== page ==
Most people judge ads by what they see. Good ad, bad ad, end of story.
Of course, it’s a little deeper than that.
As is often pointed out around these parts, there’s a little thing called “strategy” — which is hashed out before creative teams start creating.
Historically, Apple has been very smart about strategy, while Microsoft has been very … shall we say … un-smart.
Now that Microsoft’s new CEO Satya Nadella has appointed Mark Penn to the position of Chief Strategy Officer, it’s a whole new ballgame, right?
Not so fast.
From what we know of Mark Penn, the gap between the quality of strategy at Apple and Microsoft isn’t about to shrink.
For starters, Penn has actually been Microsoft’s Executive VP, Advertising and Strategy, since mid-2012. He’s the architect of the company’s tasteless, cutesy and much-maligned “Don’t Get Scroogled” campaign.
Penn has been quoted as saying that this campaign was a success. Not terribly surprising, given his background. To people like Penn, success is determined only by the numbers — with little appreciation for how great brands are built.
Penn was a major player in Hillary Clinton’s 2008 presidential campaign, ultimately “resigning” mid-primary season. A New York Times article in 2008 described him as “a sometimes brusque number cruncher with centrist corporate sensibilities [and] few friends inside the campaign.”
Penn was also CEO of ad agency Burson-Marsteller. According to a 2008 Time Magazine article, Penn’s former clients include “drug companies, a tuna industry group, a tobacco firm and the controversial military contractor Blackwater USA.”
I can assure you, those who work on strategy at Apple and its agency TBWA\Chiat\Day have strikingly different credentials.
To be fair, Penn offers one glimmer of hope for Microsoft fans. It is reported that Penn was behind the Microsoft ad that ran on the Super Bowl, which was actually one of my favorites during the game. (Though many felt it borrowed way too much from Apple’s latest ad style.)
What I’ve learned in my meager career is that strategic decisions have a scientific and emotional component. Apple’s wild success came largely from the fact that Steve Jobs used his head and his heart. He wasn’t oblivious to numbers, but he had a innate understanding of human behavior and made some of his best decisions by instinct.
The world of political strategy is different. It’s all about polls, research and numbers. It’s calculated. It’s about attacks and counter-attacks. It’s all head and precious little heart. This is the world that spawned Mark Penn. And it doesn’t offer a lot of hope to those who’d like to see the quality of Microsoft ads move in a positive direction.
My eyebrows went up when I read of Penn’s appointment, because in researching my book, Insanely Simple, Penn was a featured player in a story I’d heard from a former Microsoft marketer.
So I’ll just end this article by offering up an excerpt from the book. In this chapter, I was talking about branding in general — how Apple expressed its brand perfectly while Microsoft continued to flounder.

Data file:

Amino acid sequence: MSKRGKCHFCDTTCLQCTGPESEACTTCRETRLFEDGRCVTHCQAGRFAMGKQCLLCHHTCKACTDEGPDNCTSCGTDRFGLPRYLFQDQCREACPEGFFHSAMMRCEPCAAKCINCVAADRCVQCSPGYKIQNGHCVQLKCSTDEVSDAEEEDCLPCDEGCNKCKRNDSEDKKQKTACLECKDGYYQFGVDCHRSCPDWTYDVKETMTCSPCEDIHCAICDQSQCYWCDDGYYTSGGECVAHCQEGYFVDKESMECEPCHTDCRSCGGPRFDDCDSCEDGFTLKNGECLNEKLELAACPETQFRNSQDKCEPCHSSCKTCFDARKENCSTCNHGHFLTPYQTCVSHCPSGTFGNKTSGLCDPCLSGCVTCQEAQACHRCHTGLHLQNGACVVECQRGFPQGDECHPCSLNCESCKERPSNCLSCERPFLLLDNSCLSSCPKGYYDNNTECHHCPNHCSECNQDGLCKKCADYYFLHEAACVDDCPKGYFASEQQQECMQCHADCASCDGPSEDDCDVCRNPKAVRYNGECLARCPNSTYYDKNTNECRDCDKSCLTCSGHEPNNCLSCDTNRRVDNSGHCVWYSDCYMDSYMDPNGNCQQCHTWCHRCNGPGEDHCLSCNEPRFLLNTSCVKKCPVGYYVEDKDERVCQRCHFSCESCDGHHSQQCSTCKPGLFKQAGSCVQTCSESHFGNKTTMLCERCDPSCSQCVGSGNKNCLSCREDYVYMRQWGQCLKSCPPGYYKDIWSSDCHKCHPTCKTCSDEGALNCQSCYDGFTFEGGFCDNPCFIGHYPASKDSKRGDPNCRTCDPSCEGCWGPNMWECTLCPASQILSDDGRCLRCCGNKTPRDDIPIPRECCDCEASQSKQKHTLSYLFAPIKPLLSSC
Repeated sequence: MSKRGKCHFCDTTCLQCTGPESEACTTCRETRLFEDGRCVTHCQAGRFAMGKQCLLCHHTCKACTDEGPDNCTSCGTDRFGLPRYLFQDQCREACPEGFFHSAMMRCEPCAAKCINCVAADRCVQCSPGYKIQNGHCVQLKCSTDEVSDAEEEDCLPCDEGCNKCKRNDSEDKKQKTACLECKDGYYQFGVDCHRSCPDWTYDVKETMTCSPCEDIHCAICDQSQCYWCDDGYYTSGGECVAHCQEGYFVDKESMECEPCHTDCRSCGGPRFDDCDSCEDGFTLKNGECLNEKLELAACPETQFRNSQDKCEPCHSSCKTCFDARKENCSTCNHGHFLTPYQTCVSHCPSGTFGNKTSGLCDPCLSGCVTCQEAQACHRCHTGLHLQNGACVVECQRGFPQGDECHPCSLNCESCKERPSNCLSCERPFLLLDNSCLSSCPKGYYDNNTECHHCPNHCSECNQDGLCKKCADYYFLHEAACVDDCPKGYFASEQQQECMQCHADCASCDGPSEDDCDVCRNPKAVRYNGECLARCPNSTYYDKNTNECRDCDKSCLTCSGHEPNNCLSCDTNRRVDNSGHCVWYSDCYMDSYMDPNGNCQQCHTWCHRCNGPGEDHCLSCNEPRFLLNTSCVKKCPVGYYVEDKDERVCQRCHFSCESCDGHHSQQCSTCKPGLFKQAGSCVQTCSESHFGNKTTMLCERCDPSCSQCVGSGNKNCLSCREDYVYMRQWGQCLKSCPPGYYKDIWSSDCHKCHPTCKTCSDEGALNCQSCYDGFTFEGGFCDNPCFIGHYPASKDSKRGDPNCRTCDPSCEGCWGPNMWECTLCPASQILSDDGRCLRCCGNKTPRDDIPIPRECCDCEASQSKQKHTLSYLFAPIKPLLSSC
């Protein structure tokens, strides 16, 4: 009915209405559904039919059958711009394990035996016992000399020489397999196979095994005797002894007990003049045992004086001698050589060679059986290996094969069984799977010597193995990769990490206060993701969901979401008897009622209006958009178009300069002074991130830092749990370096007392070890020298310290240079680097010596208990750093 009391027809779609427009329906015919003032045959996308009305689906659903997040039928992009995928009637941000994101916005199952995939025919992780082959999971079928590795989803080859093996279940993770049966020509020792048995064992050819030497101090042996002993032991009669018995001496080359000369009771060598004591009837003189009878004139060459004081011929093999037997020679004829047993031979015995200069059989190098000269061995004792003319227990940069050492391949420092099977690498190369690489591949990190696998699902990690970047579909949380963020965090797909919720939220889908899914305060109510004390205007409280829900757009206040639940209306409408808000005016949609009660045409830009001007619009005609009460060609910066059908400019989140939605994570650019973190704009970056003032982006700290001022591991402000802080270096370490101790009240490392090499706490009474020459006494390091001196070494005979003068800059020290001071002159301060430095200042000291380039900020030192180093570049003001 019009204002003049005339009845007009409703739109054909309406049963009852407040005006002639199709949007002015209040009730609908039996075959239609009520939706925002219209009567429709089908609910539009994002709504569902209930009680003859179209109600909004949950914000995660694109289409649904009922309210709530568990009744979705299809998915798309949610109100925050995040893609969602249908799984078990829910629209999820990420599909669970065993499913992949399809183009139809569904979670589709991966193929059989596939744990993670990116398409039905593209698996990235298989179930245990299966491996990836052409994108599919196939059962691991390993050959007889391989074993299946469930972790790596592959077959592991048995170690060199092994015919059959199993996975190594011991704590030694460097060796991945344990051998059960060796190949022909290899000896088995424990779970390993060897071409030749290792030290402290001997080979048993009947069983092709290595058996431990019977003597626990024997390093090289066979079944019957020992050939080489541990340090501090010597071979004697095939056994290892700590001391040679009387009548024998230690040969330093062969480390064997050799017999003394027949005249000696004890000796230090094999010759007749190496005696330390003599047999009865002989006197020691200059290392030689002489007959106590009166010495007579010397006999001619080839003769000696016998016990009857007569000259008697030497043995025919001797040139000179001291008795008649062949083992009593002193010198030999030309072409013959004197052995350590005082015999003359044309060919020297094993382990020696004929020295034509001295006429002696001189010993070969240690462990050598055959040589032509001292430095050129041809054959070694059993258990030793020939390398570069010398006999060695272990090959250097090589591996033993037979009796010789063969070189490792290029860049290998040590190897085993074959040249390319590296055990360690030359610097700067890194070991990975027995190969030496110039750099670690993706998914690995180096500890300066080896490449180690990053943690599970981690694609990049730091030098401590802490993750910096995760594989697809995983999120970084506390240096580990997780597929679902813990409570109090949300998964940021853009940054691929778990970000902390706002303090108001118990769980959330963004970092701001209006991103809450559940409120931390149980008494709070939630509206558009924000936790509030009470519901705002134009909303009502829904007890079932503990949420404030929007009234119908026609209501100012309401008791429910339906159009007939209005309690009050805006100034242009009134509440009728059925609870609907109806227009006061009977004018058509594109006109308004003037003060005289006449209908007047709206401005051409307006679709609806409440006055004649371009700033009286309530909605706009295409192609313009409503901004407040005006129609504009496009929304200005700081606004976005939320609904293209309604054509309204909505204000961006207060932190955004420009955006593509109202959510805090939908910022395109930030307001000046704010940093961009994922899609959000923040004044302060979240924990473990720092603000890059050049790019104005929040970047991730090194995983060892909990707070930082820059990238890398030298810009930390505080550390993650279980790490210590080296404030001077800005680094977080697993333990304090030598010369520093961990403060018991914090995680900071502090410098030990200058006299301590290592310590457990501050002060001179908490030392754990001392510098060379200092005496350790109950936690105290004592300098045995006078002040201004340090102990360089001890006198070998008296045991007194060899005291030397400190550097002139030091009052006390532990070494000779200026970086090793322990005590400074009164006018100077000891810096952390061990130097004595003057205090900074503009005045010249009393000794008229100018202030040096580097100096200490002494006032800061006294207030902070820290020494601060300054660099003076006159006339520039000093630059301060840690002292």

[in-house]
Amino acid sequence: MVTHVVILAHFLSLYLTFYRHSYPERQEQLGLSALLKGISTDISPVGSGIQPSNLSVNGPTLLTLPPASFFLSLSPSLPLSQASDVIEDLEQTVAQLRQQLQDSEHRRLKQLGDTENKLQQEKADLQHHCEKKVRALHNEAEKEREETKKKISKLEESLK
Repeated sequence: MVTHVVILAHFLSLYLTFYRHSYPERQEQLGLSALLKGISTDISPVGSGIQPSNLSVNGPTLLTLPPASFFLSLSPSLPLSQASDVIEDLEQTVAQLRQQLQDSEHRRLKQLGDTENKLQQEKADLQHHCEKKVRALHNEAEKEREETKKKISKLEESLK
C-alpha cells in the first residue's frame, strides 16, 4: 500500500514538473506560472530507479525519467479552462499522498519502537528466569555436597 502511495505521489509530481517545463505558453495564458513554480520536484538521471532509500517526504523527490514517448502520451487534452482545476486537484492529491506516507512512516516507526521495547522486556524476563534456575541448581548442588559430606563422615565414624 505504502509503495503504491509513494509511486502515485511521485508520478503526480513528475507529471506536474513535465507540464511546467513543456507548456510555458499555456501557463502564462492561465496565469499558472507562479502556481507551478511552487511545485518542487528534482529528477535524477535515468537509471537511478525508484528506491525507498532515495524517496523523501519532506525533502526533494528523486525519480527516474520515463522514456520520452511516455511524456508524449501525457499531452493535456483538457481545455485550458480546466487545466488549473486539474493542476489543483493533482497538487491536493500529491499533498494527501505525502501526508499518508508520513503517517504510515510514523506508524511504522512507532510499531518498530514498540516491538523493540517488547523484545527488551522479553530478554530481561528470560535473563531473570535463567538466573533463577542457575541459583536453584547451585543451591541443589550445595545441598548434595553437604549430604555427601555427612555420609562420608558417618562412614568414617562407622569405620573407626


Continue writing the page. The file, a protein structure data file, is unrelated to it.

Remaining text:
The Search for Microsoft’s Values
Just about every company has a mission statement of some sort—an official set of words that describes who it is, what it does, and its reason for existing. Most agencies would consider having this document to be an essential first step toward creating an effective brand campaign.
Yet no one ever bothered to ask Steve for a mission statement before we created the Think different campaign. That’s because he had already given us a briefing from the heart, and even though the company was in serious trouble, its brand essence was well known. If anyone had asked him to hand over such a document, Steve would probably have considered it big-company behavior anyway. We might even have been fortunate enough to see his “rotating turret” in action. [Explained earlier in book.]
Working with Dell was a different story. This was a company that wasn’t very good at describing itself. Had it been able to articulate its brand essence, we could have begun working on a brand campaign immediately. Instead, we had to spend the first few weeks of our brand project figuring out who Dell wanted to be—because who it was at the moment wasn’t working too well.
Microsoft is another company that’s done its share of floundering over the years. Like Dell, it started out setting the world on fire, then somehow lost its direction. It’s still huge and highly profitable, but many of its customers would probably find it difficult to define the Microsoft brand today. While it was once the innovator and setter of standards, Microsoft has lagged behind as revolutions have swept both the smartphone and tablet categories. This sad state is reflected in its stock price, which has been stagnant for over a decade.
Microsoft’s marketing has been spotty for at least as long. Once in a while it manages to strike a chord, then before you know it, it embarrasses itself with something like the “legendary” pairing of Bill Gates and Jerry Seinfeld in a series of TV commercials. Efforts like these fall flat and leave people scratching their heads.
Microsoft didn’t sprout these marketing problems overnight. It’s been battling them for years. A former marketing manager for Microsoft tells a story about a critical time in the company’s past, when new layers of complexity caused it to drift. For the sake of our tale, let’s call him Brian.